The Marines Corps is upgrading its M1A1 tanks so that gunners can program when 120 mm main gun rounds detonate.

“It puts several ammunition capabilities into a single round,” said Lt. Col. Mark Braithwaite. “Given the logistics challenges of carrying multiple types of unique rounds for unique applications, having a round that can handle more than one type of target is particularly advantageous.”

Some Marine tanks already have a version of the system, and all of the Corps’ roughly 400 tanks will get newer ammunition datalinks in 2020, said Braithwaite, team lead for tank systems at Marine Corps Systems Command.

Using a console, gunners can program Multi-Purpose High Explosive rounds to detonate on impact, explode after a delay or airburst, he said. That way, one type of tank round can be used against enemy armor or infantry, depending on when it explodes.

“The airburst is specifically an anti-infantry capability,” Braithwaite said.

The Army’s tank fleet includes variants of the M1A2 Abrams tank, which has been produced since 2005, but the Marine Corps has no plans to acquire the newer tanks, he said. Corps officials are committed to making sure the M1A1 is still relevant on the battlefield.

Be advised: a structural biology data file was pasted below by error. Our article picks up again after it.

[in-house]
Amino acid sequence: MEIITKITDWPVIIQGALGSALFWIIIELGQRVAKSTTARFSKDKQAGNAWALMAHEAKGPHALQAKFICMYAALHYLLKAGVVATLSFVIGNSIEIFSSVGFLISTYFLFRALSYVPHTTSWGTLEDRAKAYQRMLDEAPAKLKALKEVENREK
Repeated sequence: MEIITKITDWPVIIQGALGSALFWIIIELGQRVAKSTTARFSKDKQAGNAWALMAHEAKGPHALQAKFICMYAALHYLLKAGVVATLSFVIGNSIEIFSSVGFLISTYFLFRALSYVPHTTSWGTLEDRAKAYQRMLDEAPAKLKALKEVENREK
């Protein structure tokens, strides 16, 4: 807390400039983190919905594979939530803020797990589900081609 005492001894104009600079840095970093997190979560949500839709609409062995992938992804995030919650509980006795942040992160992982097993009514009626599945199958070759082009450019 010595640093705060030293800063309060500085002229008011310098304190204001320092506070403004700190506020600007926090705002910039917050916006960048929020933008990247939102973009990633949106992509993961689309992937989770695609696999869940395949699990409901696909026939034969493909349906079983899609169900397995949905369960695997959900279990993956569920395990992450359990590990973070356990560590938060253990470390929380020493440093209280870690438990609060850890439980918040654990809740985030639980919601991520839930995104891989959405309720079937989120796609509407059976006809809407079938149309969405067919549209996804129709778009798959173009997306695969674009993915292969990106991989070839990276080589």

Toward that end, the Corps will begin adding new front and side armor to all of its M1A1 tanks starting in fiscal 2019, said Braithwaite, who could not discuss what the new armor’s capabilities are or what types of threats it is designed to defeat.

Unlike recent upgrades to the Marines’ tanks, the new armor was not inspired experiences in Iraq, he said.

It is expected to take about 15 years to add the armor to the Corps’ tanks because the armor is best added when tanks are completely rebuilt at the Anniston Army Depot in Alabama, he said.

“Fifteen years is not set in stone because there are a lot of contributing factors to that,” Braithwaite said. “The modification is going to be applied as we rebuild tanks, and those numbers can change based on funding how many tanks we do per year.”

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